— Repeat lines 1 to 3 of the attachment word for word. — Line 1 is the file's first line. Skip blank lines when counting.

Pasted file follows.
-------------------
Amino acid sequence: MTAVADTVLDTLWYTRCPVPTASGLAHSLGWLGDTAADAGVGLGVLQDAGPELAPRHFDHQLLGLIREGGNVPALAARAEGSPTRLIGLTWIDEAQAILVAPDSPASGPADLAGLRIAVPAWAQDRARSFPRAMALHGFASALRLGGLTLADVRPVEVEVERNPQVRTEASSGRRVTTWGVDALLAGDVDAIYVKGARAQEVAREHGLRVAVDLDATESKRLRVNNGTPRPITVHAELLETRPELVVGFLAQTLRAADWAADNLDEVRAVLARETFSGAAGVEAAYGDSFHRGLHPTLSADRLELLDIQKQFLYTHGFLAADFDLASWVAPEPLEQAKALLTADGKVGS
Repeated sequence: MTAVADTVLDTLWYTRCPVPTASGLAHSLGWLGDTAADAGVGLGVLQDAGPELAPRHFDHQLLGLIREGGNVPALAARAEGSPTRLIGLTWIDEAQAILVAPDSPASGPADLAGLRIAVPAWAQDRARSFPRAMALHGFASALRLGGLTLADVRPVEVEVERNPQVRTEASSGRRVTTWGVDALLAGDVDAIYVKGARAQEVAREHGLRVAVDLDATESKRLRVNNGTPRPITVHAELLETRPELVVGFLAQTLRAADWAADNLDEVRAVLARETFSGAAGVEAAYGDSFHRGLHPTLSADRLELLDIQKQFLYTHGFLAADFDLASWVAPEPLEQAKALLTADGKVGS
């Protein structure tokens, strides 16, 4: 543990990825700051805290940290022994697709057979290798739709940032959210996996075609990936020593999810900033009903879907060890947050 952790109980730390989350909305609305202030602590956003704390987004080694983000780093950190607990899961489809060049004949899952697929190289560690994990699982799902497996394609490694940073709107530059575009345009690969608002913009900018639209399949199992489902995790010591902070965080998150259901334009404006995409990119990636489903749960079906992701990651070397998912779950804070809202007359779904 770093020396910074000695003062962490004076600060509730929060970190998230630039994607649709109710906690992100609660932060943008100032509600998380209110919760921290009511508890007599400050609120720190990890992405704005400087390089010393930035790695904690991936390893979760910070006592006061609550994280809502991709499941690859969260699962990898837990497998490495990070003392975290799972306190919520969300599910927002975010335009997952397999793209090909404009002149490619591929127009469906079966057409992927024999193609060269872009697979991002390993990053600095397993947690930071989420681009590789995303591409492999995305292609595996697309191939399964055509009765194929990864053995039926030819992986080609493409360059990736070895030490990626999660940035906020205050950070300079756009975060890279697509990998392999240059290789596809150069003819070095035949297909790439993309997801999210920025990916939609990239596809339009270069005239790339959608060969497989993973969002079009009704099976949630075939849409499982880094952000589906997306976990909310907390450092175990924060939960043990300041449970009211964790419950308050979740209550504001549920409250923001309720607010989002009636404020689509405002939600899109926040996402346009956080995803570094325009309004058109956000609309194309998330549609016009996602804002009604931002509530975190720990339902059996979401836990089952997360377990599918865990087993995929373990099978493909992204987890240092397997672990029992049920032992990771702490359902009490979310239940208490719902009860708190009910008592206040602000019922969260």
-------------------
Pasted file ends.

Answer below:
Amino acid sequence: MTAVADTVLDTLWYTRCPVPTASGLAHSLGWLGDTAADAGVGLGVLQDAGPELAPRHFDHQLLGLIREGGNVPALAARAEGSPTRLIGLTWIDEAQAILVAPDSPASGPADLAGLRIAVPAWAQDRARSFPRAMALHGFASALRLGGLTLADVRPVEVEVERNPQVRTEASSGRRVTTWGVDALLAGDVDAIYVKGARAQEVAREHGLRVAVDLDATESKRLRVNNGTPRPITVHAELLETRPELVVGFLAQTLRAADWAADNLDEVRAVLARETFSGAAGVEAAYGDSFHRGLHPTLSADRLELLDIQKQFLYTHGFLAADFDLASWVAPEPLEQAKALLTADGKVGS
Repeated sequence: MTAVADTVLDTLWYTRCPVPTASGLAHSLGWLGDTAADAGVGLGVLQDAGPELAPRHFDHQLLGLIREGGNVPALAARAEGSPTRLIGLTWIDEAQAILVAPDSPASGPADLAGLRIAVPAWAQDRARSFPRAMALHGFASALRLGGLTLADVRPVEVEVERNPQVRTEASSGRRVTTWGVDALLAGDVDAIYVKGARAQEVAREHGLRVAVDLDATESKRLRVNNGTPRPITVHAELLETRPELVVGFLAQTLRAADWAADNLDEVRAVLARETFSGAAGVEAAYGDSFHRGLHPTLSADRLELLDIQKQFLYTHGFLAADFDLASWVAPEPLEQAKALLTADGKVGS
């Protein structure tokens, strides 16, 4: 543990990825700051805290940290022994697709057979290798739709940032959210996996075609990936020593999810900033009903879907060890947050 952790109980730390989350909305609305202030602590956003704390987004080694983000780093950190607990899961489809060049004949899952697929190289560690994990699982799902497996394609490694940073709107530059575009345009690969608002913009900018639209399949199992489902995790010591902070965080998150259901334009404006995409990119990636489903749960079906992701990651070397998912779950804070809202007359779904 770093020396910074000695003062962490004076600060509730929060970190998230630039994607649709109710906690992100609660932060943008100032509600998380209110919760921290009511508890007599400050609120720190990890992405704005400087390089010393930035790695904690991936390893979760910070006592006061609550994280809502991709499941690859969260699962990898837990497998490495990070003392975290799972306190919520969300599910927002975010335009997952397999793209090909404009002149490619591929127009469906079966057409992927024999193609060269872009697979991002390993990053600095397993947690930071989420681009590789995303591409492999995305292609595996697309191939399964055509009765194929990864053995039926030819992986080609493409360059990736070895030490990626999660940035906020205050950070300079756009975060890279697509990998392999240059290789596809150069003819070095035949297909790439993309997801999210920025990916939609990239596809339009270069005239790339959608060969497989993973969002079009009704099976949630075939849409499982880094952000589906997306976990909310907390450092175990924060939960043990300041449970009211964790419950308050979740209550504001549920409250923001309720607010989002009636404020689509405002939600899109926040996402346009956080995803570094325009309004058109956000609309194309998330549609016009996602804002009604931002509530975190720990339902059996979401836990089952997360377990599918865990087993995929373990099978493909992204987890240092397997672990029992049920032992990771702490359902009490979310239940208490719902009860708190009910008592206040602000019922969260």